/Streaming vs theatrical release gets first big test
Streaming vs theatrical release gets first big test

Streaming vs theatrical release gets first big test

Gal Gadot stars as Wonder Woman in Warner Bros. “Wonder Woman 1984.”

Warner Bros.

This past weekend provided the first real test for how blockbuster movies perform on streaming services when they’re released in movie theaters at the same time.

AT&T’s WarnerMedia premiered “Wonder Woman 1984” on Christmas Day, the first movie in its experiment to release its films simultaneously in theaters and on HBO Max. The result? “Wonder Woman 1984” set a pandemic theatrical release record with $16.7 million in box office sales in the U.S. and Canada.

The streaming figures were a bit fuzzier.

WarnerMedia didn’t provide precise numbers, saying only that nearly half of its HBO Max retail subscribers streamed the movie on Christmas Day. That makes it difficult to determine exactly how many people watched “Wonder Woman 1984” at home since HBO Max’s retail subscribers only account for the small fraction of people who subscribed to the service directly instead of through their cable provider. (Many cable providers will give you access to HBO Max if you already have a “regular” HBO subscription.)

So was WarnerMedia’s experiment successful? That’s tough to say definitively. It’s a sample size of one movie, and we’re forced to work with limited data from the company. But at the very least, we have some good evidence that there’s plenty of pent-up demand for popcorn flicks.

Let’s break down what this all means:

WarnerMedia was careful not to disclose too much about how “Wonder Woman 1984” performed on streaming.

When the company made its bold announcement earlier this month, directors and producers in the industry immediately pushed back. Patty Jenkins, who directed both “Wonder Woman” movies, implied in an interview with The New York Times that she wouldn’t direct a third installment without a guarantee that it will launch in theaters. (Jenkins apparently got what she wanted, and WarnerMedia announced Sunday that she’ll write and direct the third film in the series.)

By keeping the streaming numbers fuzzy, WarnerMedia was able to simultaneously tout the power of HBO Max, while bragging that it had the most successful theatrical release of the pandemic. That should keep filmmakers somewhat happy that the company isn’t completely giving up on theatrical releases post-pandemic.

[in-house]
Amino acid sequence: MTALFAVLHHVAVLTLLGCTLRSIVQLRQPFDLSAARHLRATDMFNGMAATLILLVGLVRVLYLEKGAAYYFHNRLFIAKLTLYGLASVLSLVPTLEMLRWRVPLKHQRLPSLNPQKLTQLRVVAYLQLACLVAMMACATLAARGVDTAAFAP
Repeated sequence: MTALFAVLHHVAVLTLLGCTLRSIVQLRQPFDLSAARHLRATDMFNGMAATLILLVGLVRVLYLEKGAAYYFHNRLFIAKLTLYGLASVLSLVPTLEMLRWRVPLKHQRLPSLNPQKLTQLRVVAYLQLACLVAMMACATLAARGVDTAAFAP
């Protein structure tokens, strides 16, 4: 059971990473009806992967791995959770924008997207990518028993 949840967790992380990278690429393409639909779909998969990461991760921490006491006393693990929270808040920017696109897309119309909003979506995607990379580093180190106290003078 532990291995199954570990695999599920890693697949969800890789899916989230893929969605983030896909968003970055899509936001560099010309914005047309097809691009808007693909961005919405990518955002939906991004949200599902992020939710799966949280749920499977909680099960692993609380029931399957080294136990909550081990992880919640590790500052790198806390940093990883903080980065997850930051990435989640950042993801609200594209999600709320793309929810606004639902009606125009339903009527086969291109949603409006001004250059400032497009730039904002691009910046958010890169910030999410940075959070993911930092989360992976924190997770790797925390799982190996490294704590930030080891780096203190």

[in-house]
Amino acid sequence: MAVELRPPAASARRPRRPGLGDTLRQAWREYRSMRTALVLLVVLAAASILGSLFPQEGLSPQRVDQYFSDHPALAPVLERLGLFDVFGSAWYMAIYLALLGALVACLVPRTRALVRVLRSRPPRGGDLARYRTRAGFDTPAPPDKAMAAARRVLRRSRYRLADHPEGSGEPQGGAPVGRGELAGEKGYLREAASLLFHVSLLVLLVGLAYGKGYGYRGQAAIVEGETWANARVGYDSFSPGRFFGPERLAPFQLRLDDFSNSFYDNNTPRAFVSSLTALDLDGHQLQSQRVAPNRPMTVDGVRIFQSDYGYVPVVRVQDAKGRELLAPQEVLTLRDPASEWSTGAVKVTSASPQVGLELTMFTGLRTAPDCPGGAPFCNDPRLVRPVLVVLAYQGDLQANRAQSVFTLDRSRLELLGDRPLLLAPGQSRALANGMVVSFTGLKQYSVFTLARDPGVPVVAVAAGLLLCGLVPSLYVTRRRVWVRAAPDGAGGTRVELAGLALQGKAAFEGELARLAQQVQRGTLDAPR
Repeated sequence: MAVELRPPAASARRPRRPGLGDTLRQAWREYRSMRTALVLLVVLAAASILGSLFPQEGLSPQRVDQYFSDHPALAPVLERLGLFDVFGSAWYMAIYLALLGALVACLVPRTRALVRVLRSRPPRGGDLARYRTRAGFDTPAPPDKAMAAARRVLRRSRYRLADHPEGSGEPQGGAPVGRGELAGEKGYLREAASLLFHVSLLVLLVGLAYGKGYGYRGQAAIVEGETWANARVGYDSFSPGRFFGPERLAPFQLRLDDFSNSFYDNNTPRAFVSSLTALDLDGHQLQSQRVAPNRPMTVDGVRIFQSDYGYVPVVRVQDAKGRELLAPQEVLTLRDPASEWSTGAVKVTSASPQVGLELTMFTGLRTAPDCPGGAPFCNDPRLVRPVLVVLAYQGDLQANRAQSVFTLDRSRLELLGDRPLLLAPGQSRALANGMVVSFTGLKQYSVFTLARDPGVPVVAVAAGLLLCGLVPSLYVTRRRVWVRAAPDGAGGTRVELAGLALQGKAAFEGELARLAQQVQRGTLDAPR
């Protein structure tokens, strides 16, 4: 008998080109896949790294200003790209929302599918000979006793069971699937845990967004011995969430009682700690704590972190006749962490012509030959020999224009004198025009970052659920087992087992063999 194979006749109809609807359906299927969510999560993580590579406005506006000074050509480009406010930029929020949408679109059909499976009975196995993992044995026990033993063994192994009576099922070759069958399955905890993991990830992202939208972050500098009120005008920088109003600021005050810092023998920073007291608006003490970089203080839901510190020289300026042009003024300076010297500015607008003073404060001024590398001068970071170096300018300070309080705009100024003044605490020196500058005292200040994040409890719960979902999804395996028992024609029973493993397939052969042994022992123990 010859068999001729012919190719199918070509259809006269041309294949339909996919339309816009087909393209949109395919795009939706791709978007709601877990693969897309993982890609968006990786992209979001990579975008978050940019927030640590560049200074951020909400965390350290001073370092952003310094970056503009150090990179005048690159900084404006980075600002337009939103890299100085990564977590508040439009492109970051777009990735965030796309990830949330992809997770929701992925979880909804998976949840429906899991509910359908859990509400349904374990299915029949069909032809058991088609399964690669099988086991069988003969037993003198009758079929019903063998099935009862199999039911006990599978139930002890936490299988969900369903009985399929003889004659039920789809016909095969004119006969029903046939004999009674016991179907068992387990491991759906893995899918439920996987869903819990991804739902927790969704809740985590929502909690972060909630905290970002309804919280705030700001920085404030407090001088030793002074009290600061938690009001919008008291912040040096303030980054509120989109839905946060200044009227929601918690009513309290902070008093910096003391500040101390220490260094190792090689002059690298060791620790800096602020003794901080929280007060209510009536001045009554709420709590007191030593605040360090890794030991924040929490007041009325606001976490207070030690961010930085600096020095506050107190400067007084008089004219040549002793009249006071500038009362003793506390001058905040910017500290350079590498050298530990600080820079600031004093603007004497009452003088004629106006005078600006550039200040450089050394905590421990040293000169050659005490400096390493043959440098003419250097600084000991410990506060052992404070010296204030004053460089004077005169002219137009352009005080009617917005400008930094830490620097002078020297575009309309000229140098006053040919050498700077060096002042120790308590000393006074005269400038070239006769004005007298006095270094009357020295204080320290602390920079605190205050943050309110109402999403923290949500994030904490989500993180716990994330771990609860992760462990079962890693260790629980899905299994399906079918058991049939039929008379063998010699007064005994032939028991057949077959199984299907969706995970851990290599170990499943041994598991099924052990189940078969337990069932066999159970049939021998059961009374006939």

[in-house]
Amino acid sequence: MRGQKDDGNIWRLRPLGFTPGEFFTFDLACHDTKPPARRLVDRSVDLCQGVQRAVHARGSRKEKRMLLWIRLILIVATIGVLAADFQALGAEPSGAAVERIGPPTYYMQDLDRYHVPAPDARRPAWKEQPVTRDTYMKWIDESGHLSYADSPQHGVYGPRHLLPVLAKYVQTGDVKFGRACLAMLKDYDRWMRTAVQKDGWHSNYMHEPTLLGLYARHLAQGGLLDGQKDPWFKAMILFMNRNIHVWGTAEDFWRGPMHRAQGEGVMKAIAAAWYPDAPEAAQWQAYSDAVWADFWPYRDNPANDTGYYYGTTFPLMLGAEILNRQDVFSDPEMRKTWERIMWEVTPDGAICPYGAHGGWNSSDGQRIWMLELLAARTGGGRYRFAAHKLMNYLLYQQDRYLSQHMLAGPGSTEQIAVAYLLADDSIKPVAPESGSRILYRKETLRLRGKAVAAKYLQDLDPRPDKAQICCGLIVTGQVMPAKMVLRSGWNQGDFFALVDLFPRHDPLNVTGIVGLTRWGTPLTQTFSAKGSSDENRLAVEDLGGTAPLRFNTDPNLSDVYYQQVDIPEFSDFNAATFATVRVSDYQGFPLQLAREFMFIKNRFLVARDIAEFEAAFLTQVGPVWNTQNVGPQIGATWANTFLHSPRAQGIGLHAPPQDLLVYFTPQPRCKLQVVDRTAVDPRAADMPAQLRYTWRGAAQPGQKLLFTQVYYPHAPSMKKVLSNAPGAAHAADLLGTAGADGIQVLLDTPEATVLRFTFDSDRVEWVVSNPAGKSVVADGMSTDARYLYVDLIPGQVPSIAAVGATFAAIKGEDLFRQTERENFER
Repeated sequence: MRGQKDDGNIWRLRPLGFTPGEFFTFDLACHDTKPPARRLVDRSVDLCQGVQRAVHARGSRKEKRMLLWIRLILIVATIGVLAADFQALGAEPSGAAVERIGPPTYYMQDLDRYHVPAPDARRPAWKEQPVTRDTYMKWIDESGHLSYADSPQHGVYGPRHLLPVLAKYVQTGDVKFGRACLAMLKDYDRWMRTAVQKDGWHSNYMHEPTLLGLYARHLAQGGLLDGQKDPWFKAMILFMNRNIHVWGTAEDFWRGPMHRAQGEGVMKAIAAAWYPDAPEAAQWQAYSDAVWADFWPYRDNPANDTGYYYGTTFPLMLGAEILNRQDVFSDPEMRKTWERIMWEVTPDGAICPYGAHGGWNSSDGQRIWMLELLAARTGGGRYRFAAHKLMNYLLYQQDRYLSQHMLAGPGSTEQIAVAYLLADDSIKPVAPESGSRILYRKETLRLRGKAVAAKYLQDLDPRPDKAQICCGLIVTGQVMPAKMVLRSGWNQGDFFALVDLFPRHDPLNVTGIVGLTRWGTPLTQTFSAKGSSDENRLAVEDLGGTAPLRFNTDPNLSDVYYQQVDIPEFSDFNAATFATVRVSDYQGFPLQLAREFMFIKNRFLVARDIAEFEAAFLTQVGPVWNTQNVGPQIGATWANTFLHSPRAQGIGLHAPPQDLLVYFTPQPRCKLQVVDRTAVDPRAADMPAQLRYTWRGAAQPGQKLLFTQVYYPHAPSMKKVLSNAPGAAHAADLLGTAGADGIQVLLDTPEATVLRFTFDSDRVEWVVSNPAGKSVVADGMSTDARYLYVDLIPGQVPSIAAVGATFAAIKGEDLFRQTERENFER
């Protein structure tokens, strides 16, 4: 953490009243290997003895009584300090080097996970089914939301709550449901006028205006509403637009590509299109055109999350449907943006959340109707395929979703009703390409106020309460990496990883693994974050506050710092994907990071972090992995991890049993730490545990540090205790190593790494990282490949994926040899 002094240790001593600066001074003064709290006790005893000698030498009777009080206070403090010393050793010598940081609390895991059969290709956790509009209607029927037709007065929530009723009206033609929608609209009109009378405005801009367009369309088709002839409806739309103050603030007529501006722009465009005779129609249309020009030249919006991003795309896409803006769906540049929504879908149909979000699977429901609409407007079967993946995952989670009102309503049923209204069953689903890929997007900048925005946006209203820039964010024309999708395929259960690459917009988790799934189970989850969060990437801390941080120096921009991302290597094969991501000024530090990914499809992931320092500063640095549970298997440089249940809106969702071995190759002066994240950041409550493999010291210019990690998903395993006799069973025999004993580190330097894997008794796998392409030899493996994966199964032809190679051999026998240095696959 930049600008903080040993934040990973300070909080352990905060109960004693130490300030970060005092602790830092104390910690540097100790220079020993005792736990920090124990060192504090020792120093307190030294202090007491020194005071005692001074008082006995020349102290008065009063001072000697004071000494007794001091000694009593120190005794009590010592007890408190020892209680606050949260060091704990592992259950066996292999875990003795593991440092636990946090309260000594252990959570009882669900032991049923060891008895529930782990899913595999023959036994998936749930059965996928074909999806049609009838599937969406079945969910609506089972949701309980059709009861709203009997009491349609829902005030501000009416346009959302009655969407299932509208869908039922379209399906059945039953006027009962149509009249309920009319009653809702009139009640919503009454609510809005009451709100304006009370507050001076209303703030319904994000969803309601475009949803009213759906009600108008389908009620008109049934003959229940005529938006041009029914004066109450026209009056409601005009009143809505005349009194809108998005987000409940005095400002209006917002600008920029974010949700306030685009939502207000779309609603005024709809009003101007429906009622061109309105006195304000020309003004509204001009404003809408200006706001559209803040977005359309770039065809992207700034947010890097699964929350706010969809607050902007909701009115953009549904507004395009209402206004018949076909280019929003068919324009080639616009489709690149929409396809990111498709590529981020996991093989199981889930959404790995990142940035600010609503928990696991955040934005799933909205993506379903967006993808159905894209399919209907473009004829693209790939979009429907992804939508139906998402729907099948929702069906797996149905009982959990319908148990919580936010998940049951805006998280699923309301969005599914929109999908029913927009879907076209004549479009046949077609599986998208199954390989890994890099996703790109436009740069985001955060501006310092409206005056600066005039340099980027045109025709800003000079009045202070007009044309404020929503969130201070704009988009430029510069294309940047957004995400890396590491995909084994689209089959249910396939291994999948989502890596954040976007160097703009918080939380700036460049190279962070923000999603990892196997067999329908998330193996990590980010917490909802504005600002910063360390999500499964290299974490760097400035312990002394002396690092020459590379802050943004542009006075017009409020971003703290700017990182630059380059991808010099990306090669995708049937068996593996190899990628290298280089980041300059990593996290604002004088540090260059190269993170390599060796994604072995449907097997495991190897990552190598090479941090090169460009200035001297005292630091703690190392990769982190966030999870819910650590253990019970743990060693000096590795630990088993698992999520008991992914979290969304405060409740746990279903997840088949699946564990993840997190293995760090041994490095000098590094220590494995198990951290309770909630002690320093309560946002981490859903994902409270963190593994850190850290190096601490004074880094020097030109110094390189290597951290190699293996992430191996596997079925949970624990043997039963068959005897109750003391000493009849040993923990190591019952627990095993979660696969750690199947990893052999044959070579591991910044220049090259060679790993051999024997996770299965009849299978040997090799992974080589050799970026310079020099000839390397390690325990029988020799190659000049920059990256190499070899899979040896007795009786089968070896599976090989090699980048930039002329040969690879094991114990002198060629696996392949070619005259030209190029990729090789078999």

Millions more likely watched “Wonder Woman 1984” at home than in theaters.

The last “retail subscriber” count we have for HBO Max is 3.6 million as of October. In total, HBO Max has 12.6 million subscribers as of early December. So even though WarnerMedia said only half of those retail subscribers watched on Christmas Day, there are millions more households who likely streamed the movie on top of that.

Rich Greenfield, a media analyst at LightShed, said on Twitter that “Wonder Woman 1984” was likely seen by more people in the U.S. than the first movie, which was released in theaters in 2017. That’s assuming the average household had multiple people watching together.

There’s pent-up demand to go to the theater.

Even in the middle of the pandemic, the “Wonder Woman 1984” theatrical release proved there was still a hunger for people to return to theaters to see a major superhero movie. That should delight theater chains like AMC as they prepare for a post-pandemic schedule later in 2021. The sales figures WarnerMedia released over the weekend paled in comparison to what they would’ve been in normal times, but still proved people will show up when and where it’s safe to do so.

We don’t know how another major Christmas Day release, Disney and Pixar’s “Soul,” performed.

Don’t sleep on the other major movie release over Christmas weekend.

Disney also released its newest Pixar animated movie “Soul” on Disney+ on Christmas Day. The film was originally supposed to launch in theaters, but it shifted to Disney+ instead. This is all part of Disney’s hybrid release strategy as it balances its profitable theatrical releases from franchises like Marvel and Star Wars with the pressure to keep growing its streaming business. (Disney+’s growth and upcoming slate of content has excited investors more than anything else, pushing the stock to all-time highs.)

Disney hasn’t released any data on how “Soul” performed over the weekend, and we’ll likely never know. The company tested a straight-to-streaming release with “Mulan” early this year, which Disney+ subscribers could watch for a one-time $30 fee. It never said how many people paid up. So far, Disney has been able to appease filmmakers with its targeted release strategy much better than WarnerMedia has.